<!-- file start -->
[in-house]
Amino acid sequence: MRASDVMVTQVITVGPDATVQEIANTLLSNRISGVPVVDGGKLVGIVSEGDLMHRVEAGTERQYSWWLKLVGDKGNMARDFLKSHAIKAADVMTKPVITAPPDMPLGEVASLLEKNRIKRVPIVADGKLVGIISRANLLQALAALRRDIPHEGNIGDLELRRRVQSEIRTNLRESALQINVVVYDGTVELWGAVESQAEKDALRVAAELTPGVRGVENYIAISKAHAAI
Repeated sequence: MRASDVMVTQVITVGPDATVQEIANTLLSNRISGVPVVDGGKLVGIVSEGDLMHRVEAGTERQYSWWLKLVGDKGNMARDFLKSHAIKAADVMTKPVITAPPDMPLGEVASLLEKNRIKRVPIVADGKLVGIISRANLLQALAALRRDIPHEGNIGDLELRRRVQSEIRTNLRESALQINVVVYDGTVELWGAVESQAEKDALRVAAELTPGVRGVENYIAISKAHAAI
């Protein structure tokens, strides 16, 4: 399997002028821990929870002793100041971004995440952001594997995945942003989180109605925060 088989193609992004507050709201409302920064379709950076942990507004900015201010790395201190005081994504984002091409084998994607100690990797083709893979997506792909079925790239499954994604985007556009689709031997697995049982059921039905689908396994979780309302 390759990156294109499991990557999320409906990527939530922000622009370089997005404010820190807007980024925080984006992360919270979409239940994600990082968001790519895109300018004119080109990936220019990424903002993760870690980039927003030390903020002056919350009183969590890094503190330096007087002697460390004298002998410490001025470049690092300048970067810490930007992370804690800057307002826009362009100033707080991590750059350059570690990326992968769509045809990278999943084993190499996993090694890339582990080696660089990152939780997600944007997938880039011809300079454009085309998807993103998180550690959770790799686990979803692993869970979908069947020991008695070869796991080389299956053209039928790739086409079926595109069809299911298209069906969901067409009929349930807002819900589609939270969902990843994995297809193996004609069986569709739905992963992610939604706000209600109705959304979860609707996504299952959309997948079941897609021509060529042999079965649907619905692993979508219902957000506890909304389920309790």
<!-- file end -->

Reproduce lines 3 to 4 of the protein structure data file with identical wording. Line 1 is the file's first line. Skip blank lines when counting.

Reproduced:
Repeated sequence: MRASDVMVTQVITVGPDATVQEIANTLLSNRISGVPVVDGGKLVGIVSEGDLMHRVEAGTERQYSWWLKLVGDKGNMARDFLKSHAIKAADVMTKPVITAPPDMPLGEVASLLEKNRIKRVPIVADGKLVGIISRANLLQALAALRRDIPHEGNIGDLELRRRVQSEIRTNLRESALQINVVVYDGTVELWGAVESQAEKDALRVAAELTPGVRGVENYIAISKAHAAI
């Protein structure tokens, strides 16, 4: 399997002028821990929870002793100041971004995440952001594997995945942003989180109605925060 088989193609992004507050709201409302920064379709950076942990507004900015201010790395201190005081994504984002091409084998994607100690990797083709893979997506792909079925790239499954994604985007556009689709031997697995049982059921039905689908396994979780309302 390759990156294109499991990557999320409906990527939530922000622009370089997005404010820190807007980024925080984006992360919270979409239940994600990082968001790519895109300018004119080109990936220019990424903002993760870690980039927003030390903020002056919350009183969590890094503190330096007087002697460390004298002998410490001025470049690092300048970067810490930007992370804690800057307002826009362009100033707080991590750059350059570690990326992968769509045809990278999943084993190499996993090694890339582990080696660089990152939780997600944007997938880039011809300079454009085309998807993103998180550690959770790799686990979803692993869970979908069947020991008695070869796991080389299956053209039928790739086409079926595109069809299911298209069906969901067409009929349930807002819900589609939270969902990843994995297809193996004609069986569709739905992963992610939604706000209600109705959304979860609707996504299952959309997948079941897609021509060529042999079965649907619905692993979508219902957000506890909304389920309790």